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2018-01-03 / Featured / Taste

Sergio’s: the family affair that’s much more than pizza

BY RICH GRISET STAFF WRITER


Sergio’s Tortellini Milano features cheese-filled pasta, sweet sausage, basil and strips of red bell pepper and portobello mushroom in a pink cream sauce. 
JENNY McQUEEN Sergio’s Tortellini Milano features cheese-filled pasta, sweet sausage, basil and strips of red bell pepper and portobello mushroom in a pink cream sauce. JENNY McQUEEN We’ve all been there: that first glance at a new dish that promises something delicious; that first bite that sends waves of pleasure rippling through our taste buds.

It’s the kind of dish friends recommend to each other, “You have to try X on your next visit, it’s fantastic.” A dish we pine for during moments apart and make plans to visit again.

At Sergio’s in Midlothian’s Market Square Shopping Center, it’s the Tortellini Milano. The dish features cheese-filled pockets of pasta surrounded by sweet sausage, basil and strips of red bell pepper and portobello mushroom dressed in a pink cream sauce. Add a pear and gorgonzola salad and some garlic rolls – heavenly hunks of bread drizzled with olive oil and encrusted with parmesan – and you’ve got yourself a meal.


Cindy and Joe Conigliaro, owners of Sergio’s in Midlothian, specialize in pizza and Italian-American comfort food. 
JENNY McQUEEN Cindy and Joe Conigliaro, owners of Sergio’s in Midlothian, specialize in pizza and Italian-American comfort food. JENNY McQUEEN Though the 27-year-old restaurant is locally renowned for its pizza, owner Joe Conigliaro knows the Tortellini Milano is the gem of the menu: “Everyone loves it,” he says, sitting at a booth in a tight black Sergio’s T-shirt that reads “Legalize Marinara” on the back next to a basil leaf.

Born in New Jersey to Italian parents, Conigliaro moved with his family back to Sicily when he was 10 years old. Ten years later – and after obtaining a degree in accounting and serving a year in the Italian Navy – Conigliaro’s parents, Vito and Carolina, returned to the United States and bought Sergio’s in 1991. Named for the son of the original owner, Sergio’s was a third of its current size, serving pizza and subs only. The restaurant had been in operation for just a year before Vito bought the business and asked Joe if he would help run it.

Conigliaro previously hadn’t planned on returning to the United States, but took his father up on the offer, drawing from his experience working at his family’s restaurants in Northern Virginia.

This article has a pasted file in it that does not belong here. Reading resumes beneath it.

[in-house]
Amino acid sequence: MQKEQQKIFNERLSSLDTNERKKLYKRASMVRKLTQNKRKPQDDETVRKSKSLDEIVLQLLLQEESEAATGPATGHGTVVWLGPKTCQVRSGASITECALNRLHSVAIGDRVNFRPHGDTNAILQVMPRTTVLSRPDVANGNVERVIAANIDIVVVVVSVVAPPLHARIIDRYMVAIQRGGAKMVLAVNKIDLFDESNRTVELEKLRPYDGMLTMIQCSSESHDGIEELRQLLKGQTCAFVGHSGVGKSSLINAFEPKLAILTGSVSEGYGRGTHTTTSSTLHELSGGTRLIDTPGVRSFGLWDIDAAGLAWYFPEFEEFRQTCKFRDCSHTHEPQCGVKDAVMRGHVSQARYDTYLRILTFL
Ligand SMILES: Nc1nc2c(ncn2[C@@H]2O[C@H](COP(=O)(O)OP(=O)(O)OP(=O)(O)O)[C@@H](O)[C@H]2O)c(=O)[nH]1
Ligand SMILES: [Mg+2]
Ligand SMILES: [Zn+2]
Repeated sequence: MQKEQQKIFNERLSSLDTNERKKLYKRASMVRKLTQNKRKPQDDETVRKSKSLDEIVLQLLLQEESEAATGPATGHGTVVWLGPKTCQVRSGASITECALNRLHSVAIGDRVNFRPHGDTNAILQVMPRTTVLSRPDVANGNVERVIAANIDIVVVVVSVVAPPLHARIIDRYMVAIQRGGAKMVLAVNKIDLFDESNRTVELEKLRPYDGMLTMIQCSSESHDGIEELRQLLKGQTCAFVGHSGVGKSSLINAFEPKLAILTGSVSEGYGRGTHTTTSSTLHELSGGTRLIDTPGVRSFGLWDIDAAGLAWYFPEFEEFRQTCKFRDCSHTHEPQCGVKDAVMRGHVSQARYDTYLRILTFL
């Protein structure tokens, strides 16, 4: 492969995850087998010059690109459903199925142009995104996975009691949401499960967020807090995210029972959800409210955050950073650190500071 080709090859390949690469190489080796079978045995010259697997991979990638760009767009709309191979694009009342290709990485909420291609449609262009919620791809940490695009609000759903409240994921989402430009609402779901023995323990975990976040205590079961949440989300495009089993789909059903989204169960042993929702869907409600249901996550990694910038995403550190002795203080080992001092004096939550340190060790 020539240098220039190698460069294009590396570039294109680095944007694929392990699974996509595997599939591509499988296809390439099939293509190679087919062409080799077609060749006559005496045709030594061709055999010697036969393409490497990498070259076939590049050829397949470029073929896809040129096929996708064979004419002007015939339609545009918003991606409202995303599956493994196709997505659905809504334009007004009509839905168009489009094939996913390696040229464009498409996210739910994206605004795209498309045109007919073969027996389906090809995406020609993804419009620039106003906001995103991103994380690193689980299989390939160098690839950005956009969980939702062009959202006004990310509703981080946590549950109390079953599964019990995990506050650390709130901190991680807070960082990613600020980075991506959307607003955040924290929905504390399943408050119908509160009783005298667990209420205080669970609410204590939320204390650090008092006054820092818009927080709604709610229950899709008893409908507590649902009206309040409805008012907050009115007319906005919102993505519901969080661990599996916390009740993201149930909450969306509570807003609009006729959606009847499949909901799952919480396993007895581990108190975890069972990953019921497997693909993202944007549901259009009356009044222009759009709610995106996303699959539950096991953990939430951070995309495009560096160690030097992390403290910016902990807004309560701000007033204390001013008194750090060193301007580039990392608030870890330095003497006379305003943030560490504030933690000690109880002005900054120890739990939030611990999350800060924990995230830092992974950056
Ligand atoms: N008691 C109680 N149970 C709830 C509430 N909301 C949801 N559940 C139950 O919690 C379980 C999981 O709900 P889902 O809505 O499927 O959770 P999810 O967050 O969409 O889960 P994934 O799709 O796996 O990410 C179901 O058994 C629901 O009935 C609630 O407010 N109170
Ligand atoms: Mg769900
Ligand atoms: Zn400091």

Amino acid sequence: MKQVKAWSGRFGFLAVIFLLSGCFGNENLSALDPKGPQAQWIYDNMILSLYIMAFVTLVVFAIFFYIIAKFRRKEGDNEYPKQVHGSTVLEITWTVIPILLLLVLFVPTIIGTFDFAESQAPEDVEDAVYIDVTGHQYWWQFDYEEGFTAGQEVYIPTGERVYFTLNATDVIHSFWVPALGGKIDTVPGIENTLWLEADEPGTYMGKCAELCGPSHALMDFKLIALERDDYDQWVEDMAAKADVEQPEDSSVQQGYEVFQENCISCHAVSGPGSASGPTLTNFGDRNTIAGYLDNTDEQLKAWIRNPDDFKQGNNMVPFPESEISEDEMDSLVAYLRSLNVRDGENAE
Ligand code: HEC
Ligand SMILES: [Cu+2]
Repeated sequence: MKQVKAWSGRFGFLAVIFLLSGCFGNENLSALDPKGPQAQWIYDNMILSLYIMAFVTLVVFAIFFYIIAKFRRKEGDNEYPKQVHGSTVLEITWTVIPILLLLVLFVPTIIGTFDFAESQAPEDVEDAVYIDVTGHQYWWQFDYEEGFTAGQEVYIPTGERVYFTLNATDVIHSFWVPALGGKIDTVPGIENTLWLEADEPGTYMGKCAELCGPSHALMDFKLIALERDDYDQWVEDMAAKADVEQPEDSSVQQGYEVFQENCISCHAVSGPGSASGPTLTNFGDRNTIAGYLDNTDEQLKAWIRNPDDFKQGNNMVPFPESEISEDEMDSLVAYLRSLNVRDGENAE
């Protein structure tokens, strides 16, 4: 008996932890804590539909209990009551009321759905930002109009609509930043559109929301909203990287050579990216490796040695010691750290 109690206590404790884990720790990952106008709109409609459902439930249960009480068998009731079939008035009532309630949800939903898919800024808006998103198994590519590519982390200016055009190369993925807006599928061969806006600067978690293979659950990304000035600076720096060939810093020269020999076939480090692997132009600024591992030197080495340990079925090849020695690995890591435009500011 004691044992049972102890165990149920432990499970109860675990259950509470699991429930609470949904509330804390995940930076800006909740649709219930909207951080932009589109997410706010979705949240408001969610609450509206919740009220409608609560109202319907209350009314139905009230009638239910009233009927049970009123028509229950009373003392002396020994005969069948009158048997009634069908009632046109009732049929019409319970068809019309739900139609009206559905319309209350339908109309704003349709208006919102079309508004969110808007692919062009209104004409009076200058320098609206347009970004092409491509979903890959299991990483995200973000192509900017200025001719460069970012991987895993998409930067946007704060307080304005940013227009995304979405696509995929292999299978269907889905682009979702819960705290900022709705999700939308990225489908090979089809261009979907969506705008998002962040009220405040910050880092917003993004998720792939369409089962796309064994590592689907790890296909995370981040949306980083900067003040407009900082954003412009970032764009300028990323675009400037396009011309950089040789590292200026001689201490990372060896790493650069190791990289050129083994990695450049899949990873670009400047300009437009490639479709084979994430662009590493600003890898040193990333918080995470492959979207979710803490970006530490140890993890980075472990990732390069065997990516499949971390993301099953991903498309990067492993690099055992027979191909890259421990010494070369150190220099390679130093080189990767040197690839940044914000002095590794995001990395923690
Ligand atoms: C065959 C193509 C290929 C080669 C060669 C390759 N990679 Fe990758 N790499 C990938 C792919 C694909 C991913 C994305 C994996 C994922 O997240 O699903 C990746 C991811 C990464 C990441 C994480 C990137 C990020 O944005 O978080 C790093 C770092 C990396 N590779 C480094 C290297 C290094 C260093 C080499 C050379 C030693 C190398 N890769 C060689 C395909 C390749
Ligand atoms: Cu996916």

While his Italian pedigree is without question, Conigliaro says Sergio’s is much more about Italian-American comfort food than authentic Sicilian cuisine.

“You don’t see spaghetti and meatballs in Italy” for example, he says. “You would do them separately.”

While Conigliaro is always tweaking the menu, he makes sure to keep customer favorites like the tuna salad. Pizza continues to be the staple of the menu, with options including a Mediterranean style – covered in feta, olives and pine nuts – and a sundried tomato and artichoke option.

Most of the recipes are created by Conigliaro, including the Tortellini Milano, which has been on the menu for nearly two years now.

“We just tried to put some different flavors that we like together,” he says. “I like alfredo, but sometimes it can be too overpowering. We mixed it with a tomato sauce, and it’s been a crowd pleaser ever since.”

The only recent change to the restaurant’s pizza preparation is the ovens, which were replaced a year-and-a-half ago. Conigliaro says he felt bad for his old machines: in 25 years of service at Sergio’s, the ovens had only required about $90 worth of maintenance.

“They were workhorses,” he says.

Sergio’s has expanded twice during the years, taking over a former shoe store next door, then a pet grooming business next to that. A bar was established in the latter, serving up 30 craft beers in rotation.

“IPAs are definitely a crowd favorite. That’s my biggest selling beer,” he says, adding that variety is key in the craft beer world: “The craft beer drinker isn’t loyal to any one brand.”

Additionally, Sergio’s has a special connection to Steam Bell Beer Works; Steam Bell owner Brad Cooper did test runs of his beer at Sergio’s before opening his brewery. One of Steam Bell’s most popular concoctions, the Tiramisu Stout, came out of a collaboration between the two businesses.

“I told him I wanted to do a beer with him,” says Conigliaro, who handed Cooper a piece of tiramisu, the beloved coffee-flavored Italian dessert. “I said, ‘Here are the flavors I’m looking for.’ ”

While Sergio’s continues to subtly morph with the times – and will soon add online ordering – the restaurant is still a family affair: Conigliaro co-owns the business with his wife, Cindy, while his daughters Jessica and Gabi, his sister Marisa, his sister-in-law Rosie Aguilar and his stepdaughter Dalia Aguilar all work at the restaurant.

Asked if he had any reflections on becoming a staple of Midlothian’s dining scene, Conigliaro says he’s mainly grateful: “We just appreciate everyone’s loyalty over these last 26 years.” ¦

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